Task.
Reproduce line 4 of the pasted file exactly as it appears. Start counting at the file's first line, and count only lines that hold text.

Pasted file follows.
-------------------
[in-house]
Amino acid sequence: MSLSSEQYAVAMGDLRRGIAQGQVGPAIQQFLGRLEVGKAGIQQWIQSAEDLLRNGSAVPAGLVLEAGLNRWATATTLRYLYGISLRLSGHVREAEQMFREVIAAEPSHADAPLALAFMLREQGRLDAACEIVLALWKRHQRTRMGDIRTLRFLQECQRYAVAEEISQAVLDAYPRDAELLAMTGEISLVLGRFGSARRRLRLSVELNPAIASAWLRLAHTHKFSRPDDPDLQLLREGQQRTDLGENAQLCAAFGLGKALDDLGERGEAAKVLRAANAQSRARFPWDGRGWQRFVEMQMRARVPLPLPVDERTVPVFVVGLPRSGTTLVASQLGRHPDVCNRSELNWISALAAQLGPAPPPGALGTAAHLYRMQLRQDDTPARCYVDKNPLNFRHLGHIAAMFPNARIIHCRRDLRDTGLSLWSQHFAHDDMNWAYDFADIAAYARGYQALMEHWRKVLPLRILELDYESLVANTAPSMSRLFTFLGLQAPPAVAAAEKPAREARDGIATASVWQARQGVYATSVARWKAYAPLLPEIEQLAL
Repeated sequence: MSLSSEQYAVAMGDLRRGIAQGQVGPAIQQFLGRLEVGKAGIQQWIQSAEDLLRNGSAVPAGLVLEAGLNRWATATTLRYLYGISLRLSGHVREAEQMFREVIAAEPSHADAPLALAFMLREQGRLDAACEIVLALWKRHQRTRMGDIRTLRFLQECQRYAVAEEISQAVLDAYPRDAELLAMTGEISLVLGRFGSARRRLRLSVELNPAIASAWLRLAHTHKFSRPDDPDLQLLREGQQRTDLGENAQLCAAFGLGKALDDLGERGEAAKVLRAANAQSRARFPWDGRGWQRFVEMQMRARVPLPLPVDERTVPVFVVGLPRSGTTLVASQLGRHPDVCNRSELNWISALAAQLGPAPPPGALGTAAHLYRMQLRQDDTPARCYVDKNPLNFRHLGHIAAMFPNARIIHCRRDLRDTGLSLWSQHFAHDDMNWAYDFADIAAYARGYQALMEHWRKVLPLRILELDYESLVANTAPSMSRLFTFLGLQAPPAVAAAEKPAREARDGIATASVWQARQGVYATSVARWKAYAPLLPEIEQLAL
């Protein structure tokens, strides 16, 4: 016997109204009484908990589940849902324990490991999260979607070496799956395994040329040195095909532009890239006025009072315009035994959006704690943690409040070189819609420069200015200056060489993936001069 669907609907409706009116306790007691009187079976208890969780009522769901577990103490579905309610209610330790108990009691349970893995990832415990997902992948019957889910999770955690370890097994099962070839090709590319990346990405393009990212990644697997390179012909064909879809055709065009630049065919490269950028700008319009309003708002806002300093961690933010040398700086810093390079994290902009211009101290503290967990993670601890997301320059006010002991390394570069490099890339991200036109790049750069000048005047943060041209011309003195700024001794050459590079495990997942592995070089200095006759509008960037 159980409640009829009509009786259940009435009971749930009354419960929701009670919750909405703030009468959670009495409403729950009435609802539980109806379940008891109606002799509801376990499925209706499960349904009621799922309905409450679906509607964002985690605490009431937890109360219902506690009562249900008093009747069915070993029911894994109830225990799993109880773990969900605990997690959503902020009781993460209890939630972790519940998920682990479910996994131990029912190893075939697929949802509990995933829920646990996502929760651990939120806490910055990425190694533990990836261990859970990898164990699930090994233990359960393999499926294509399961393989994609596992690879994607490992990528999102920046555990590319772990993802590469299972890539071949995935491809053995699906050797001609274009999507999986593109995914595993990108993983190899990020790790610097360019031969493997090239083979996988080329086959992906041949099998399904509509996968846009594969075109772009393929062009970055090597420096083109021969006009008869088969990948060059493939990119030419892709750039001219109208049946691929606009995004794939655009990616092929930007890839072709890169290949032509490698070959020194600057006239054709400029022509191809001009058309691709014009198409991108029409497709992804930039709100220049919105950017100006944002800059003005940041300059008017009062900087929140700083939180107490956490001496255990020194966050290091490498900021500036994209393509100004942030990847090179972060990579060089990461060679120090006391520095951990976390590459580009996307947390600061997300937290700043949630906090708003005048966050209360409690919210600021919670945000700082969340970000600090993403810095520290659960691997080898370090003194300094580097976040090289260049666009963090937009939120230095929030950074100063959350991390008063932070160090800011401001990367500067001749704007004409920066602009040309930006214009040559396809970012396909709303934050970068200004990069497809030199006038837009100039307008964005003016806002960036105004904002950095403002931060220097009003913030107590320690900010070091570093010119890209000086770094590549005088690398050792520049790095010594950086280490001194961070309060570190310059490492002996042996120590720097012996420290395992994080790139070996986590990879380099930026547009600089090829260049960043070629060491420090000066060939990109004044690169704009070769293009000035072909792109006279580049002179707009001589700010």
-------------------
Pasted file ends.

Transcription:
């Protein structure tokens, strides 16, 4: 016997109204009484908990589940849902324990490991999260979607070496799956395994040329040195095909532009890239006025009072315009035994959006704690943690409040070189819609420069200015200056060489993936001069 669907609907409706009116306790007691009187079976208890969780009522769901577990103490579905309610209610330790108990009691349970893995990832415990997902992948019957889910999770955690370890097994099962070839090709590319990346990405393009990212990644697997390179012909064909879809055709065009630049065919490269950028700008319009309003708002806002300093961690933010040398700086810093390079994290902009211009101290503290967990993670601890997301320059006010002991390394570069490099890339991200036109790049750069000048005047943060041209011309003195700024001794050459590079495990997942592995070089200095006759509008960037 159980409640009829009509009786259940009435009971749930009354419960929701009670919750909405703030009468959670009495409403729950009435609802539980109806379940008891109606002799509801376990499925209706499960349904009621799922309905409450679906509607964002985690605490009431937890109360219902506690009562249900008093009747069915070993029911894994109830225990799993109880773990969900605990997690959503902020009781993460209890939630972790519940998920682990479910996994131990029912190893075939697929949802509990995933829920646990996502929760651990939120806490910055990425190694533990990836261990859970990898164990699930090994233990359960393999499926294509399961393989994609596992690879994607490992990528999102920046555990590319772990993802590469299972890539071949995935491809053995699906050797001609274009999507999986593109995914595993990108993983190899990020790790610097360019031969493997090239083979996988080329086959992906041949099998399904509509996968846009594969075109772009393929062009970055090597420096083109021969006009008869088969990948060059493939990119030419892709750039001219109208049946691929606009995004794939655009990616092929930007890839072709890169290949032509490698070959020194600057006239054709400029022509191809001009058309691709014009198409991108029409497709992804930039709100220049919105950017100006944002800059003005940041300059008017009062900087929140700083939180107490956490001496255990020194966050290091490498900021500036994209393509100004942030990847090179972060990579060089990461060679120090006391520095951990976390590459580009996307947390600061997300937290700043949630906090708003005048966050209360409690919210600021919670945000700082969340970000600090993403810095520290659960691997080898370090003194300094580097976040090289260049666009963090937009939120230095929030950074100063959350991390008063932070160090800011401001990367500067001749704007004409920066602009040309930006214009040559396809970012396909709303934050970068200004990069497809030199006038837009100039307008964005003016806002960036105004904002950095403002931060220097009003913030107590320690900010070091570093010119890209000086770094590549005088690398050792520049790095010594950086280490001194961070309060570190310059490492002996042996120590720097012996420290395992994080790139070996986590990879380099930026547009600089090829260049960043070629060491420090000066060939990109004044690169704009070769293009000035072909792109006279580049002179707009001589700010």